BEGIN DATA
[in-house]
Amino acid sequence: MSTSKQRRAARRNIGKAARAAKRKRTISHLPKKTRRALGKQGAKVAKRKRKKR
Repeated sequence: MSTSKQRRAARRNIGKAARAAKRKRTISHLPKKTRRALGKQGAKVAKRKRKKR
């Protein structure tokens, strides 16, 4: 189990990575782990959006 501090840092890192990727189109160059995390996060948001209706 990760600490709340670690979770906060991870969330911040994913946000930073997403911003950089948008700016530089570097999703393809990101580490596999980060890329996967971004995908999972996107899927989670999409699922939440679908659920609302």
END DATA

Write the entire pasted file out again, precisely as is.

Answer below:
[in-house]
Amino acid sequence: MSTSKQRRAARRNIGKAARAAKRKRTISHLPKKTRRALGKQGAKVAKRKRKKR
Repeated sequence: MSTSKQRRAARRNIGKAARAAKRKRTISHLPKKTRRALGKQGAKVAKRKRKKR
């Protein structure tokens, strides 16, 4: 189990990575782990959006 501090840092890192990727189109160059995390996060948001209706 990760600490709340670690979770906060991870969330911040994913946000930073997403911003950089948008700016530089570097999703393809990101580490596999980060890329996967971004995908999972996107899927989670999409699922939440679908659920609302």